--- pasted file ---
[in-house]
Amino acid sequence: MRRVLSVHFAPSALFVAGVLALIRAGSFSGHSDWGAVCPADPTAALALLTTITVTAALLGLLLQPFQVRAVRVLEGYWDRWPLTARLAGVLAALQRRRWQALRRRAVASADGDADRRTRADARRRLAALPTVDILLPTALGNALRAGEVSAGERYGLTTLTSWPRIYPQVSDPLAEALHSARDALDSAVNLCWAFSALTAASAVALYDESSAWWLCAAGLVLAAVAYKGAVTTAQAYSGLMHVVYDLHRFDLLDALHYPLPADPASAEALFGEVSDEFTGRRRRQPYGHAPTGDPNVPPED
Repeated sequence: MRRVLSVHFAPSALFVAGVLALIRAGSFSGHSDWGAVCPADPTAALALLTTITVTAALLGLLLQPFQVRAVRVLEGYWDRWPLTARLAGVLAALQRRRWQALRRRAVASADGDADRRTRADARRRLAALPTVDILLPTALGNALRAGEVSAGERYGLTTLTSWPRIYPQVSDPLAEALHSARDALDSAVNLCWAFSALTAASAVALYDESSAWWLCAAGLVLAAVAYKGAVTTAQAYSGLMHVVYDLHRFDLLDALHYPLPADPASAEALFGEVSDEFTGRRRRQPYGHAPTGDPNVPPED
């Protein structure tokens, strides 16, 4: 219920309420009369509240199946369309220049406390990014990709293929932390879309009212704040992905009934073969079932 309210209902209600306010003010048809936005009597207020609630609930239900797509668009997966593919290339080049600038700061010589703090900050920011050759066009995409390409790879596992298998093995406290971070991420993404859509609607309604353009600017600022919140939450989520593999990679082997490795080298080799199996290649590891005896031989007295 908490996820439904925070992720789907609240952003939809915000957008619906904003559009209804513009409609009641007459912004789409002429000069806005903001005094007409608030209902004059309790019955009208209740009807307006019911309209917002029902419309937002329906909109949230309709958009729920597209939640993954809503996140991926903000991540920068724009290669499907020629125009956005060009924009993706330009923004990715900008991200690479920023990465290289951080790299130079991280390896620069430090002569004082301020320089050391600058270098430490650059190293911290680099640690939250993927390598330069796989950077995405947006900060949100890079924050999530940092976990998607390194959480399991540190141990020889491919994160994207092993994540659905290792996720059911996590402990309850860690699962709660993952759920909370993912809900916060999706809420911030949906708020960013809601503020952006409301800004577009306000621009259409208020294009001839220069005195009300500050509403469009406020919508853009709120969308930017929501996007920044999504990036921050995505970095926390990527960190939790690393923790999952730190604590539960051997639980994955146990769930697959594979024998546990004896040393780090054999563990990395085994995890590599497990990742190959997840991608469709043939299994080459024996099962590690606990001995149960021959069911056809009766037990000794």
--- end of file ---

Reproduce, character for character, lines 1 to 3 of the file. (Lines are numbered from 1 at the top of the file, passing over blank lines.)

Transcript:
[in-house]
Amino acid sequence: MRRVLSVHFAPSALFVAGVLALIRAGSFSGHSDWGAVCPADPTAALALLTTITVTAALLGLLLQPFQVRAVRVLEGYWDRWPLTARLAGVLAALQRRRWQALRRRAVASADGDADRRTRADARRRLAALPTVDILLPTALGNALRAGEVSAGERYGLTTLTSWPRIYPQVSDPLAEALHSARDALDSAVNLCWAFSALTAASAVALYDESSAWWLCAAGLVLAAVAYKGAVTTAQAYSGLMHVVYDLHRFDLLDALHYPLPADPASAEALFGEVSDEFTGRRRRQPYGHAPTGDPNVPPED
Repeated sequence: MRRVLSVHFAPSALFVAGVLALIRAGSFSGHSDWGAVCPADPTAALALLTTITVTAALLGLLLQPFQVRAVRVLEGYWDRWPLTARLAGVLAALQRRRWQALRRRAVASADGDADRRTRADARRRLAALPTVDILLPTALGNALRAGEVSAGERYGLTTLTSWPRIYPQVSDPLAEALHSARDALDSAVNLCWAFSALTAASAVALYDESSAWWLCAAGLVLAAVAYKGAVTTAQAYSGLMHVVYDLHRFDLLDALHYPLPADPASAEALFGEVSDEFTGRRRRQPYGHAPTGDPNVPPED